As both my children have been playing Pokemon TCG, an idea I’ve been toying with is an application to use image recognition and OCR to identify and catalogue cards as they are added to the collection.
With recent improvements cloud based machine learning services I’m was interested in whether this historically difficult task has become any simpler – so today I’ve taken some time to look into the OCR capabilities within the Computer Vision API, released as a preview as part of the Azure Cognitive Services family of APIs.
Using the API couldn’t be simpler (processing the image required only three lines of code) but my interest was more focussed around the quality of the results – which I must admit initially surprised me, however ultimately I found that the output depends largely on the clarity of each individual card.
The primary test image I was using was a photo of Servine. As you can see from the image on the right there is a lot of content within the card, and a huge amount of variety in terms of fonts and font sizes to detect.
As part of the service the Computer Vision API attempts to first split the card into logical text Regions, which are then broken down further to Lines and Words.
The red borders overlaid upon the images to the right outline the regions that the Computer Vision API returned. Note that the way the algorithm has grouped the regions doesn’t necessarily align with the logical blocks of text, or obvious ‘human readable’ differences such as font size.
It’s also worth noting that the regions calculated are not necessarily consistent – observe that the regions identified for the Clefairy card are completely different to Servine. Other cards resulted in even larger differences, depending on picture quality and glossiness of the card.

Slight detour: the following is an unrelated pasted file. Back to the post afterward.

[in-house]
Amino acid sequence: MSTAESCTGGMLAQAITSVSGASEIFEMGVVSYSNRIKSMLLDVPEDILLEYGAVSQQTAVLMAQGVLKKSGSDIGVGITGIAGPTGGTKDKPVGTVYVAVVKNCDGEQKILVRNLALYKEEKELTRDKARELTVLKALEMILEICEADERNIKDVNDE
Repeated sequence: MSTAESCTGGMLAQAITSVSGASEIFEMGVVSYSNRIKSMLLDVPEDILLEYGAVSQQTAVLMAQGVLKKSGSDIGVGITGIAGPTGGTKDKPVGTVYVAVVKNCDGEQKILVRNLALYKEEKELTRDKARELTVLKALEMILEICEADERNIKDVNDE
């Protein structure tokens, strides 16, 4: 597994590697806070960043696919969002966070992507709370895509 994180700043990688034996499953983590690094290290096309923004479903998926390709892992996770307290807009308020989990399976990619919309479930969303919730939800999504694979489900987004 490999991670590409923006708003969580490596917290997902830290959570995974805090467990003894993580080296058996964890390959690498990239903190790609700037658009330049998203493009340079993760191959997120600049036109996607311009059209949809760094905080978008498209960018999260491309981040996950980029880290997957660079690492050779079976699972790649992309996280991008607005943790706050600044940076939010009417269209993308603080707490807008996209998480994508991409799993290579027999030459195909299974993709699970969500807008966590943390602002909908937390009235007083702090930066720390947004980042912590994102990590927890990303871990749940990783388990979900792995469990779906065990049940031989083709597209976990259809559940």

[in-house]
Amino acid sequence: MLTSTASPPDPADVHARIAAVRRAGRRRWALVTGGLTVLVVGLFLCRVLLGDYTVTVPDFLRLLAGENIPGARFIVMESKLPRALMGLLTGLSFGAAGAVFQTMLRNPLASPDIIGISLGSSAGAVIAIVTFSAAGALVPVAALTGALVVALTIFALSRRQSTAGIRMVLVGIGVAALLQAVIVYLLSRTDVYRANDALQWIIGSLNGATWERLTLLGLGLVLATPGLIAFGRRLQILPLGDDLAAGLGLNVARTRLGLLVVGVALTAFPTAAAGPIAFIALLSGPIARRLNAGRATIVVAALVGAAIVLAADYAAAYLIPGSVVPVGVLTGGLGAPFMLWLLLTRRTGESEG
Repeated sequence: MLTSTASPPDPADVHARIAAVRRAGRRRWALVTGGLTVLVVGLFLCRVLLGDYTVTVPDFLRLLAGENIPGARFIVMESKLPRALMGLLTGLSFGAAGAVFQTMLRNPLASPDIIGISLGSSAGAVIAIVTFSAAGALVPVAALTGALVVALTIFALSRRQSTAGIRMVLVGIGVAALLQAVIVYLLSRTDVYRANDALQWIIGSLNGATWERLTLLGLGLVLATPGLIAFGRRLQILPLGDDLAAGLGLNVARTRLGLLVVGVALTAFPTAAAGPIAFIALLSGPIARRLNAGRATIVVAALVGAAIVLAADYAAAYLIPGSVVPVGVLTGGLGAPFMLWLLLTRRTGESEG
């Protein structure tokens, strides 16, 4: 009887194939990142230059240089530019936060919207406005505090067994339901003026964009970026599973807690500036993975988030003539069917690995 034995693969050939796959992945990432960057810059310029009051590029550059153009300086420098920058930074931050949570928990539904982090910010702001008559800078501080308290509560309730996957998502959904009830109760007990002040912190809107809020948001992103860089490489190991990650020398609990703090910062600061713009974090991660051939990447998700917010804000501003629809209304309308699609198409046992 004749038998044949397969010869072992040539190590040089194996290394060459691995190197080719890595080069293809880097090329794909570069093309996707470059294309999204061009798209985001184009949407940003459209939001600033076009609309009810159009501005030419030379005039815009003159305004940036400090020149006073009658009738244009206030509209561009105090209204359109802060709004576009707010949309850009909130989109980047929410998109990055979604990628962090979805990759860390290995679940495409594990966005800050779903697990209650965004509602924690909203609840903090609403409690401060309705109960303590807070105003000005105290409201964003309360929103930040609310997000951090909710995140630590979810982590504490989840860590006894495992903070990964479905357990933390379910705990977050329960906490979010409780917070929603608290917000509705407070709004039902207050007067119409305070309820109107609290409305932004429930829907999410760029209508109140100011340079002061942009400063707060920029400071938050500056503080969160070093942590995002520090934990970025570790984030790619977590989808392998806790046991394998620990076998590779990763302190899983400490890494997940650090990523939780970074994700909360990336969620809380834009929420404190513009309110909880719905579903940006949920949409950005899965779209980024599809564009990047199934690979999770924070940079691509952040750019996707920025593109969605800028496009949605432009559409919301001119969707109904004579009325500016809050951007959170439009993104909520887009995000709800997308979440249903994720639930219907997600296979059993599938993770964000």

Lines and Words
Each region is further broken down into lines and words – I’ve highlighted the identified lines using yellow in the image to the right. I was very impressed by the fact that even the text in the very small font was identified – though this was not the case on all cards I tested with.
The actual text recognition wasn’t quite as accurate – for example;
- STAGE1 was identified as STAGEI
- Servine was actually identified as two words (Ser vine).
- Oddly the very small ‘Evolves from Snivy’ in the second line was read perfectly.
Likewise the main body text read very well – though it was interesting to note that while most fonts on the card were recognised the word ‘Ability’ was not included as part of the line, which I’m putting down to the slightly different font and background.
Other test cards did not process so well though. This example from the Clefairy card shows that while most of the description text was correctly identified, the final line wasn’t recognised at all.
Overall the character recognition is certainly impressive, despite being still in preview. In a number of my test cases sufficient data was derived from the card to identify the basic characteristics of the Pokémon (name, HP, attack details etc). This would be enough to populate a basic catalogue of data, though it’s still far from perfect.
Getting a good result relies not just on the quality of the photo, but also on the characteristics of the card itself. Low contrast between the text and background was problematic, as was any reflection from the card such as in the case of a holographic card, or where protective card sleeve were used.
There is still not enough consistency in the results to be able to build out a robust card catalogue application, but it’s still a fun subject matter to investigate a little further. My next step (for another day) is to look at whether a series of images of the same card can be used to apply some error correction and derive more accurate results.
In a more recent post I’ve taken a look at the comparison of the results for these images using the Google Cloud Vision API. Take a look at my follow up post Quick look at Text Detection in the Google Vision API.